A.R. Barclay (1794-1845), a descendent of Robert Barclay “the Apologist,” was a passionate and scholarly evangelical, who was deeply acquainted with the history of Friends. He lived at a time when theological innovation (the rise of evangelical Quakerism in Britain) stimulated re-interpretations — by traditionalists, progressives, and evangelicals — of the “true message of early Friends.” While some (like the Beacon) did this to argue that on key points early Friends were theologically unsound or deeply confused, however venerable, Barclay sought to reconcile his understanding of the Gospel with that preached by Fox et al. , and to claim that they were really in agreement with him (more or less).
Barclay went past the well-thumbed works (like Fox’s Journal and the Apology), and dove deep into the little-known trove of documents from the beginnings of Quakerism. Indeed, it has seemed to me that no one surpassed his knowledge of those materials until William Braithwaite undertook his great histories in the early 1900s.
Barclay’s scholarship produced two works that heavily influenced later Quaker developments: the Letters &c of Early Friends, and The inner life of the religious societies of the Commonwealth. The latter was left unfinished at his death (“the Author having been removed by death after a short illness, when a few sentences only remained to be written,” as the Prefatory Note says). It is a good deal more interesting than one might suppose from the title. He had more interest in the development of the discipline — especially of the roles of ministers and elders — than many Evangelical Friends did, and despite his strong polemical intent, he had something of a historian’s eye (see his rather astonishing chart, tipped in at page 548 of your copy of historical developments and corresponding changes in membership, or his treatment of Quaker dress, for women Friends of different classes).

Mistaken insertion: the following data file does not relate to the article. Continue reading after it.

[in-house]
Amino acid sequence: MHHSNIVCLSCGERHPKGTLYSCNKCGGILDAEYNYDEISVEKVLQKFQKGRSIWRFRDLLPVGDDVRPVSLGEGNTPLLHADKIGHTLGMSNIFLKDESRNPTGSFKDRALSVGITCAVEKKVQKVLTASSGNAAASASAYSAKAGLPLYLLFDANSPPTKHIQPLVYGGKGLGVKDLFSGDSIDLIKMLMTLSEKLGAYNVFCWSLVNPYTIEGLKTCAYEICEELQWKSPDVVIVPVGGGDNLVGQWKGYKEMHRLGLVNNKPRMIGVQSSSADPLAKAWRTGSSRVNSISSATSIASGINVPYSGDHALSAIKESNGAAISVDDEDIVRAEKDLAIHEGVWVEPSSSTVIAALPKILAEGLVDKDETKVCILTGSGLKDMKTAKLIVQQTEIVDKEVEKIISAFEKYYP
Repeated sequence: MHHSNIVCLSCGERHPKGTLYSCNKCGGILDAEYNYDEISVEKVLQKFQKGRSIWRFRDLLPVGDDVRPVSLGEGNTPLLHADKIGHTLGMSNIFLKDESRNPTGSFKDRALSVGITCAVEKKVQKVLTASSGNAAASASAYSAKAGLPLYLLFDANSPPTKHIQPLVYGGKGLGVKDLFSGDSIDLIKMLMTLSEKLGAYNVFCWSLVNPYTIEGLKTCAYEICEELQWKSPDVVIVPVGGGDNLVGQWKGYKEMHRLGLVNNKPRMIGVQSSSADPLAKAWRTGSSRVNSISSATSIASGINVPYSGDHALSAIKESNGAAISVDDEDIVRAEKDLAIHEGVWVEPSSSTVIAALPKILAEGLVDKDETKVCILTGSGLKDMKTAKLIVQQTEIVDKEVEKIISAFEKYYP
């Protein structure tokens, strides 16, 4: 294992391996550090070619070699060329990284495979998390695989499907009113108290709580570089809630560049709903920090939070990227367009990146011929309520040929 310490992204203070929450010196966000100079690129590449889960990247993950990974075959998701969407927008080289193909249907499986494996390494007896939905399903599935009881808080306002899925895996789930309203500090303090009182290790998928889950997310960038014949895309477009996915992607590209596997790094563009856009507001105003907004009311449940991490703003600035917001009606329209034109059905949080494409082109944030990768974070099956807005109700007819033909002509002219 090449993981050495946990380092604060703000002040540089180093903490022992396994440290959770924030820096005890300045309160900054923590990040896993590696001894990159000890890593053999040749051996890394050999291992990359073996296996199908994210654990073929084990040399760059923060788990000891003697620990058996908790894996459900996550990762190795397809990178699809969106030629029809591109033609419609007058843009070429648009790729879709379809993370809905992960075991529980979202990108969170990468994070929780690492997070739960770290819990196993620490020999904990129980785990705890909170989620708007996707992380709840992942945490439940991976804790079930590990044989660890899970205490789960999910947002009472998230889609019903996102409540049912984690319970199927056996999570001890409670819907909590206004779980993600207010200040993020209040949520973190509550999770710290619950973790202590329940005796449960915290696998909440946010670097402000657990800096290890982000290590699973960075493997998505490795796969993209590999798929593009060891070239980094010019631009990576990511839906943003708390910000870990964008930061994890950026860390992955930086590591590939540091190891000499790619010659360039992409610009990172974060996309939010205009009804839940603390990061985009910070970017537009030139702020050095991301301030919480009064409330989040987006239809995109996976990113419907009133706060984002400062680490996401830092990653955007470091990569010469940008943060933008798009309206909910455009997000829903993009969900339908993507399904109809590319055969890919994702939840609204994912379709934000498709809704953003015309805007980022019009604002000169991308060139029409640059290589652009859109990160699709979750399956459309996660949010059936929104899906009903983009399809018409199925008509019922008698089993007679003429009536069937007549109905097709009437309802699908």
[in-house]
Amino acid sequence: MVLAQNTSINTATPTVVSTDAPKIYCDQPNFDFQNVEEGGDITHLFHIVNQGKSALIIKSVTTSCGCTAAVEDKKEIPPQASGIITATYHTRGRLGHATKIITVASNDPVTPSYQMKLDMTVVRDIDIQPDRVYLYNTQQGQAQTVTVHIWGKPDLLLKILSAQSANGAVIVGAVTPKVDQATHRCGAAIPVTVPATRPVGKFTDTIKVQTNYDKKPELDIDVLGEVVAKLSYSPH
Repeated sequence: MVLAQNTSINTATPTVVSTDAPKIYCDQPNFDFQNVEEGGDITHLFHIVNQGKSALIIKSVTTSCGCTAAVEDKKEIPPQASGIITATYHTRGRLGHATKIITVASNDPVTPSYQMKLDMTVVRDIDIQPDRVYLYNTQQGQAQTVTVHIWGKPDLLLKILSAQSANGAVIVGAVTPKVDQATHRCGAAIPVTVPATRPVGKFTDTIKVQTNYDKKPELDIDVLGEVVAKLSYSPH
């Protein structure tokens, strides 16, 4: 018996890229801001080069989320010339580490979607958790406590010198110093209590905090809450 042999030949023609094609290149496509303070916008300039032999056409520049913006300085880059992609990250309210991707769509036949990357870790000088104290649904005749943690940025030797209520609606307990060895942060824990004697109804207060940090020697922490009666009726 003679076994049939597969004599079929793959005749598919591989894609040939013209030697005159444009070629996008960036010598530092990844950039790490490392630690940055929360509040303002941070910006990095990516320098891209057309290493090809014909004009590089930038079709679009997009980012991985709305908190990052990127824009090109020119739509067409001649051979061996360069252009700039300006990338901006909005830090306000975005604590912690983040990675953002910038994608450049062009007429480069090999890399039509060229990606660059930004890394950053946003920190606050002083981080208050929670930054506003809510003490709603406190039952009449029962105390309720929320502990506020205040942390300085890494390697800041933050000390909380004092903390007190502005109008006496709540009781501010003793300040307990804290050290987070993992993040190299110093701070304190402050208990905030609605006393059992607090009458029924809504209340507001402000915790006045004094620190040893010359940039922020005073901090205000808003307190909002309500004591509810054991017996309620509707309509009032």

The book influenced J.S. Rowntree’s Quakerism Past and Present (1859), which in turn played a role in developments that resulted in the transformation of British Quakerism in the 1890s, and continued to be read and cited by scholars well into the last century (and I have benefited from it myself).
But perhaps even more important was Barclay’s collection of Letters &c of early Friends, which I have now added to my Library, downloaded from Google. (It may also be found in vol. XI of the Friends Library.) This work is a loosely organized collection of primary documents, in three sections (I quote):
I. Historical, or Letters which illustrate the history of the Society of Friends, as regards events, services, or sufferings, in London, and “in the Country,” with some few relating to Ireland.
II. Documents illustrative of the early discipline and testimonies of the Society.
III. Epistles of Counsel and Exhortation to the Churches, &c. “..it is hoped that some of these selected epistles (believed to be now for the first time printed) will be truly acceptable to not a few readers in this day. The letters and epistles of Alexander Parker, have been more largely taken, as but few of the writings of that eminent Friend have come down to use in print.
Not an easy work to read through from front to back, but as one dips in ad libitum, one encounters many old friends first met as excerpts in books of Faith and Practice, or Quaker histories. Although thanks to the interwebs it’s not hard to find, you have to want to find it. I place it here so that all you have to do now is want to read it.